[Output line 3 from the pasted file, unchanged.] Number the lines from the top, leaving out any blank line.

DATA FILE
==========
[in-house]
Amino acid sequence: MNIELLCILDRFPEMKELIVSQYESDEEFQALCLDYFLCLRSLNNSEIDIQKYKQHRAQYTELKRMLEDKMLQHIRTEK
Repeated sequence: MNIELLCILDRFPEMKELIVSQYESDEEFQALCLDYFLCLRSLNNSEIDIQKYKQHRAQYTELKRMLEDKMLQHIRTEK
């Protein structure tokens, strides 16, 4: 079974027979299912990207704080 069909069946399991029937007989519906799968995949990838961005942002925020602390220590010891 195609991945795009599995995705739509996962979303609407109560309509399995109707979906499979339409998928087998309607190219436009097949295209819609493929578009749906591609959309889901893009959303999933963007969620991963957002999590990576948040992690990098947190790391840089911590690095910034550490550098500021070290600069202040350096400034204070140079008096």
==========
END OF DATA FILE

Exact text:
Repeated sequence: MNIELLCILDRFPEMKELIVSQYESDEEFQALCLDYFLCLRSLNNSEIDIQKYKQHRAQYTELKRMLEDKMLQHIRTEK